GUS activity was determined in a mixture including an equal number of T2 seedlings from at least 13 independent transformants of each construct (Figure 6A). GUS activity in plants with lower expression level is shown on a smaller scale in the internal graph. Eliminating the splicing ability of the LI in the Wm-S construct resulted in a significant reduction in expression as compared to the Wm construct. Still, the unspliceable intron of the Wm-S construct mediated low-level enhancement of GUS expression. This was evident from the fact that GUS activity of plants expressing the Wm-S construct was about 5-fold higher compared to the -Int construct (internal graph in Figure 6A). Statistical analysis (t-test) showed that the difference in expression between the -Int and Wm-S constructs was highly significant (p < 0.01). Figure 6B shows the results of Northern blot hybridization with the GUS probe of RNA extracted from these plants. While GUS transcript levels were below the detection limit in plants expressing the -Int construct, a weak band was observed in the Wm-S construct. The size of this band was somewhat higher than that of the Wm construct since this transcript included the additional 416 nt of the LI. Thus, the retained intron was able to mediate low-level enhancement. These results indicated that while intron splicing was essential for substantial IME, low-level enhancement could be achieved in the absence of splicing.
Interestingly, the loss of a significant part of the internal LI sequence in the WmD-S construct resulted in a loss of ability to mediate low-level enhancement. The WmD-S construct included the proximal 47 and 49 5' and 3' nt, respectively, of the Wm-S construct, but lacked the internal 320 nt of the latter construct. The resulting 96 nt unspliceable intron mediated GUS activity that was similar to that of the -Int construct, and its GUS transcript was below the detection limit (Figure 6).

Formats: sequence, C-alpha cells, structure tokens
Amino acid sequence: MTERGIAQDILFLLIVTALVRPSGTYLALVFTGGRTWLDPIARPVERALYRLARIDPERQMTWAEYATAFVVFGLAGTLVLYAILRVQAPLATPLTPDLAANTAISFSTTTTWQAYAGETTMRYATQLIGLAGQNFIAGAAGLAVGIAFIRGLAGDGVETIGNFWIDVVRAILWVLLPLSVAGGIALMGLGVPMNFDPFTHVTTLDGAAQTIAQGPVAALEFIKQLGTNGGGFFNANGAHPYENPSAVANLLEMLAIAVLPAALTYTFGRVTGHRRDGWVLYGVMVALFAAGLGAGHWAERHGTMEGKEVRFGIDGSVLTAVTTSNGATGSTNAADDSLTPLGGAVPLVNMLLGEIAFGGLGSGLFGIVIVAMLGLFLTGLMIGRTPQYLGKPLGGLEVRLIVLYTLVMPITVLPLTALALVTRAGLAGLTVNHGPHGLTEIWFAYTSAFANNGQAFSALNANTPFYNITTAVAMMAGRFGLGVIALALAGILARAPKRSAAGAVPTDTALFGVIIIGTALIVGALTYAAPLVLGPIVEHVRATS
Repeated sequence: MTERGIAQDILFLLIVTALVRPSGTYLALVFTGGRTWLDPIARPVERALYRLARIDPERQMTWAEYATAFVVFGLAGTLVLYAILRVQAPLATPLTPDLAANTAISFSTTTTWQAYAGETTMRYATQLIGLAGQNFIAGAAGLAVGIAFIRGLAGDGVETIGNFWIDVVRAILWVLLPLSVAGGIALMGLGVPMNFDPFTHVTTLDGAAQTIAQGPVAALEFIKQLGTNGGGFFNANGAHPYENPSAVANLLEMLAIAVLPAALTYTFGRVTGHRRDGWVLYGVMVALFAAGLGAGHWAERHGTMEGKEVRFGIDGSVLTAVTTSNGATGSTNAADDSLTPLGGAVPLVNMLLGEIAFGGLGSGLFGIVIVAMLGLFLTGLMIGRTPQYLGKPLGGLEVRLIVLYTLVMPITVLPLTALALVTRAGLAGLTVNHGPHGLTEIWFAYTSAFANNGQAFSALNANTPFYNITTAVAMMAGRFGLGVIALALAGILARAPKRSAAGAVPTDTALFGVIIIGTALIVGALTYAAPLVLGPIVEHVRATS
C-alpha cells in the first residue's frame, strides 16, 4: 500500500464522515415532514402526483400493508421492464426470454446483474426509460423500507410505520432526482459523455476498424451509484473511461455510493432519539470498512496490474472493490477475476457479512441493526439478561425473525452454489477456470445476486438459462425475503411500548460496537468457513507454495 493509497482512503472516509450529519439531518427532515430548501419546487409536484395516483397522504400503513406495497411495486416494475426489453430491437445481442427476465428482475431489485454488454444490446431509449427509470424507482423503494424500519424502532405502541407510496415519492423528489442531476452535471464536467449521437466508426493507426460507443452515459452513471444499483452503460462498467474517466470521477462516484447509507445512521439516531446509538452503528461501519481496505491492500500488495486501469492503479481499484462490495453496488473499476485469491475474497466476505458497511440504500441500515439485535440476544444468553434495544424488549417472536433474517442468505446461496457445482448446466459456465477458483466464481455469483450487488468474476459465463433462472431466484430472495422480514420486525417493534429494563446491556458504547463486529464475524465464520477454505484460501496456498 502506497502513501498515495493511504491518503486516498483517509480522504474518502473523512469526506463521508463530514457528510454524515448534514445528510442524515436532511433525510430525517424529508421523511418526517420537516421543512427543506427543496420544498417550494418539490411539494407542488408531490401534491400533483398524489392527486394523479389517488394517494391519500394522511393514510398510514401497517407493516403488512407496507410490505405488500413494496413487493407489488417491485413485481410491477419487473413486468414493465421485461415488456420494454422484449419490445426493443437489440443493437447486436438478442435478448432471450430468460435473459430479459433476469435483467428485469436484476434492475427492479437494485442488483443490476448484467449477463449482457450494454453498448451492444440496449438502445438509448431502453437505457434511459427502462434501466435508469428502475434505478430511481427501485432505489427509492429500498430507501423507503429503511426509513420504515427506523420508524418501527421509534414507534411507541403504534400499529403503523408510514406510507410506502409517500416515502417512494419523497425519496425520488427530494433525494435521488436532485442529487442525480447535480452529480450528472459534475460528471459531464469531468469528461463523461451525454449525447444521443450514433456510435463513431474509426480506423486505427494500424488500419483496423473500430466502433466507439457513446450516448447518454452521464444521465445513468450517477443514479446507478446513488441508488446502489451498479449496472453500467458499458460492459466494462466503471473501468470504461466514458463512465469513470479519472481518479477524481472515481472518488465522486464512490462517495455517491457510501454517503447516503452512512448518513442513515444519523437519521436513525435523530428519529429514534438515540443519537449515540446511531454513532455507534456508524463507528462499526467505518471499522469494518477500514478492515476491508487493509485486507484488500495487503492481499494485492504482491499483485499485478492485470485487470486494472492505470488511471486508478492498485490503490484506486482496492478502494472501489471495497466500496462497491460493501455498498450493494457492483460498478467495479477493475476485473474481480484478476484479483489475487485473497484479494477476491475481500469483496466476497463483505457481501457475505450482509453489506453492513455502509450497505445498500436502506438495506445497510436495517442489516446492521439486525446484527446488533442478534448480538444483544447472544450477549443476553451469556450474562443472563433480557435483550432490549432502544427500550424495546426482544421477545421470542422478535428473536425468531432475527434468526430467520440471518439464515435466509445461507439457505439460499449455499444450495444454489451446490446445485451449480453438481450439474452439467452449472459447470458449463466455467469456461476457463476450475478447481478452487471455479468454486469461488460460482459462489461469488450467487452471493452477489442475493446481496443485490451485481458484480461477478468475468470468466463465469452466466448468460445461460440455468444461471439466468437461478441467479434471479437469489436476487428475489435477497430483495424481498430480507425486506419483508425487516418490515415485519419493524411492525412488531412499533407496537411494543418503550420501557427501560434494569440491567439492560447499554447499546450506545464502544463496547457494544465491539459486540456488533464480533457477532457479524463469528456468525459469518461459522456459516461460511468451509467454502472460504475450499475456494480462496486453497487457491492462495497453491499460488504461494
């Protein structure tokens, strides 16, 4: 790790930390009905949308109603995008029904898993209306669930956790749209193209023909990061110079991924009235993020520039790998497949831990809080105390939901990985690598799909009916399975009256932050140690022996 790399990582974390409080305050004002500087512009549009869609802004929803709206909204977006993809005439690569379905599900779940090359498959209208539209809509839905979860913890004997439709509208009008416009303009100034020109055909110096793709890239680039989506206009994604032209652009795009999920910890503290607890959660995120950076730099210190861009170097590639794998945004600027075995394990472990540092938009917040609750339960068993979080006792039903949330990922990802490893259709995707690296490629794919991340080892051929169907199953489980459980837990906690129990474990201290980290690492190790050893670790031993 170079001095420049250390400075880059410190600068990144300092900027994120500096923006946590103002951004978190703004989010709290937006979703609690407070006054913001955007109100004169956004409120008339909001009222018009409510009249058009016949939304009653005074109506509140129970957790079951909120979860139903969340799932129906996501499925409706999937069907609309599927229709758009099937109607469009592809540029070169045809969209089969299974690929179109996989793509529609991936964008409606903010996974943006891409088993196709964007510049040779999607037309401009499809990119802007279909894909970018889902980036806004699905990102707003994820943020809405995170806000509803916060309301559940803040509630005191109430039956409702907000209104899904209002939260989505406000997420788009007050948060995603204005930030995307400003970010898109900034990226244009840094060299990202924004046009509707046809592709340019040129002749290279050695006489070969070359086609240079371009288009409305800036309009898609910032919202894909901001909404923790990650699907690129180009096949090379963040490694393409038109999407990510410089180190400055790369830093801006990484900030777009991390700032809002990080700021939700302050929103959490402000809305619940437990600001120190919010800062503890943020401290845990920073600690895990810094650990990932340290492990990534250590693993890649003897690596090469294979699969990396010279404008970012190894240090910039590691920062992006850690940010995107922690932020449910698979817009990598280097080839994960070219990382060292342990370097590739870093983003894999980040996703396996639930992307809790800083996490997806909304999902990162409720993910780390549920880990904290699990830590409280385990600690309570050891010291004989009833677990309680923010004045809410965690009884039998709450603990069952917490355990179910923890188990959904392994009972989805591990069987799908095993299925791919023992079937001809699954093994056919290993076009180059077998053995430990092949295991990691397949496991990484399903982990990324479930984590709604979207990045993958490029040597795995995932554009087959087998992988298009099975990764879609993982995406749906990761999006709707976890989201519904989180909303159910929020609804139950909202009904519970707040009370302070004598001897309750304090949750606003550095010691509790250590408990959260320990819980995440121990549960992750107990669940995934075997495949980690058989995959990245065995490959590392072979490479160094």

The mechanism of IME is not well understood. To identify the rules that govern this process, it is important to obtain information from multiple introns. The results shown here indicated that the LI of AtMHX does not act as a transcriptional enhancer or internal promoter, and that its presence in the transcribed region is essential for enhancement. Thus, this LI acts by IME. Although almost no expression was seen without this intron, it was unable to support expression in the absence of the enhancer elements of the promoter. Previous work showed that histochemical GUS staining was below the detection limit in plants expressing the -Int construct, whereas staining could be clearly seen in specific tissues of plants expressing GUS under the control of AtMHX promoter together with the LI ( and data not shown). Our current data suggest that the enhancers that determine the expression in these specific tissues are located in the promoter, while the LI merely enhances expression above the detection limit.
Even with its LI, the AtMHX promoter is much weaker than the CaMV 35S promoter (still, it must be taken into consideration that in contrast to the CaMV 35S promoter, the AtMHX promoter is not constitutive and shows increased expression at specific sites ). While in its natural position in the context of the AtMHX promoter the LI enhanced expression approximately 270-fold, only a 3-fold enhancement was seen in the context of the CaMV 35S promoter. This demonstrates the stronger contribution of this enhancing intron to a weak promoter.